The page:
When Snapple decided it was time to offer a polyethylene terephthalate (PET) version of its iconic glass bottle, it was faced with a dilemma: How could the brand give on-the-go consumers the best possible packaging while still maintaining the Snapple look, feel and branding that its fans have come to expect?
The solution? Do something that had never been done before with processes that hadn't been invented yet.
That “something” focused on an important part of the Snapple experience: the satisfying “pop” that customers hear when cracking open a bottle of their favorite flavor. The sound that’s made when the tamper indicator releases is a given with each Snapple glass bottle but proved much trickier with its PET counterpart.
A Feat of Engineering
The key was getting the vacuum just right. The challenge lay in figuring out how to generate enough of it for the metal lid to safely seal the bottle and provide the “pop,” but not so much that it deformed the plastic bottle. Cracking the code on the feature became an obsession for the Dr Pepper Snapple Group (DPS) packaging engineering team.
“That's the number one thing we had to solve that hadn't been solved before,” said Patrick George, senior director of manufacturing engineering. “No one has done a metal closure on a PET bottle like this.”
The Snapple engineering team was up to the task. According to Stephen Doerr, director of packaging engineering, the feat required “a solid six months of just the concept development work.”
Much of that work took place at DPS’s pilot plant in Irving, Texas, where plant manager Mike Burns was instrumental in completing this testing. The test facility is configured in the same way as one of the production plants, albeit on a smaller scale. It allows the DPS engineering team to give new products and processes a dry run before rolling them out broadly.
Since the Snapple PET bottles are being phased into the marketplace, plants needed to be able to easily handle production of both the traditional glass bottles and the PET bottles. The new bottles also had to be compatible with vending machines.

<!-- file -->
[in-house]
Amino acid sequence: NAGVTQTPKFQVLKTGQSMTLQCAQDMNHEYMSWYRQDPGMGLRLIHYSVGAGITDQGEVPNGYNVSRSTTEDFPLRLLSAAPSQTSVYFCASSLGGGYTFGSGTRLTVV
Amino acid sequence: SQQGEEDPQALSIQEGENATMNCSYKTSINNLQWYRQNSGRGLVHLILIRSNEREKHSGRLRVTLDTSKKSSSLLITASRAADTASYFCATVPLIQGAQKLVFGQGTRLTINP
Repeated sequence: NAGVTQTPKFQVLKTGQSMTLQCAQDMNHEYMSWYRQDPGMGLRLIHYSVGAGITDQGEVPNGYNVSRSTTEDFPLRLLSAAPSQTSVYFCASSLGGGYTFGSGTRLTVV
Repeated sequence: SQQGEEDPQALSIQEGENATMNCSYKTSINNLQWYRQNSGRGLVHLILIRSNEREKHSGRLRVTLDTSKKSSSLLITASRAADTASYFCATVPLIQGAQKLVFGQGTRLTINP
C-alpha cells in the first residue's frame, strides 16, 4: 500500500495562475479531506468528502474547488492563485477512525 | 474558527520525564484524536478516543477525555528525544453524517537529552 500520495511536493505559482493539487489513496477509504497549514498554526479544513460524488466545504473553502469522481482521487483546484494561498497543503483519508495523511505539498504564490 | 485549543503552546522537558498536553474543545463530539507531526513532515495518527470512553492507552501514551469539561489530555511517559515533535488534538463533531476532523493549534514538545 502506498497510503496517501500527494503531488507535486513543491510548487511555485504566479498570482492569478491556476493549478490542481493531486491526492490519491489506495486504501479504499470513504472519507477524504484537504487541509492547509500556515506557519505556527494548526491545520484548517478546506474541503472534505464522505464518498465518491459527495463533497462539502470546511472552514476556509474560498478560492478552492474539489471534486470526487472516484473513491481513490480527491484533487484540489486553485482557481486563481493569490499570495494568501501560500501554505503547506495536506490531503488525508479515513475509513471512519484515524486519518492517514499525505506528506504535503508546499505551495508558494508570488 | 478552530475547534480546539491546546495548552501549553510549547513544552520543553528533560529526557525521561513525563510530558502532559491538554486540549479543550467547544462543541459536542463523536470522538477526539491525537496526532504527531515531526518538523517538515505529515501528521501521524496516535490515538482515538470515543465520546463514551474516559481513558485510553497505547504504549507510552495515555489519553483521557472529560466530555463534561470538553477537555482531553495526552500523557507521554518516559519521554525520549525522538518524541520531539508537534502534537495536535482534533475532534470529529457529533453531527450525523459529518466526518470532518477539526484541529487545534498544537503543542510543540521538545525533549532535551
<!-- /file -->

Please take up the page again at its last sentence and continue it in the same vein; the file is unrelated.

“Anybody can design one of these [bottles] to work once,” said Doerr. “Once we had proven that the concept could work, we had to ensure it worked consistently. Michael Doerner, a senior manufacturing engineer, has played a critical role in rolling out the PET conversion project to our plants.”
It's Got the Look
As if the engineering and production concerns weren't enough, the team faced another challenge: The aesthetic had to be just right. The bottles couldn't just work perfectly; they had to satisfy the discerning eye of the consumer. In keeping with its goal to give customers a consistent Snapple experience.
From the shape to the embossed “S,” the PET bottle has the appearance of the familiar glass bottle, but with only 1/5th of the weight.
And that portability was another key consideration for the brand team, according to Noorin Sidi, brand manager for Snapple.
“PET is the fastest-growing package type in the tea category. It’s what our consumer wants and expects, and it opens Snapple up to more consumption occasions,” said Sidi. “Given their lighter weight and durability, the PET bottles are more convenient for consumers to take on the go and, of course, they’re less breakable. More importantly, they deliver the same great Snapple experience that consumers know and love from the pop of the cap to the last sip.”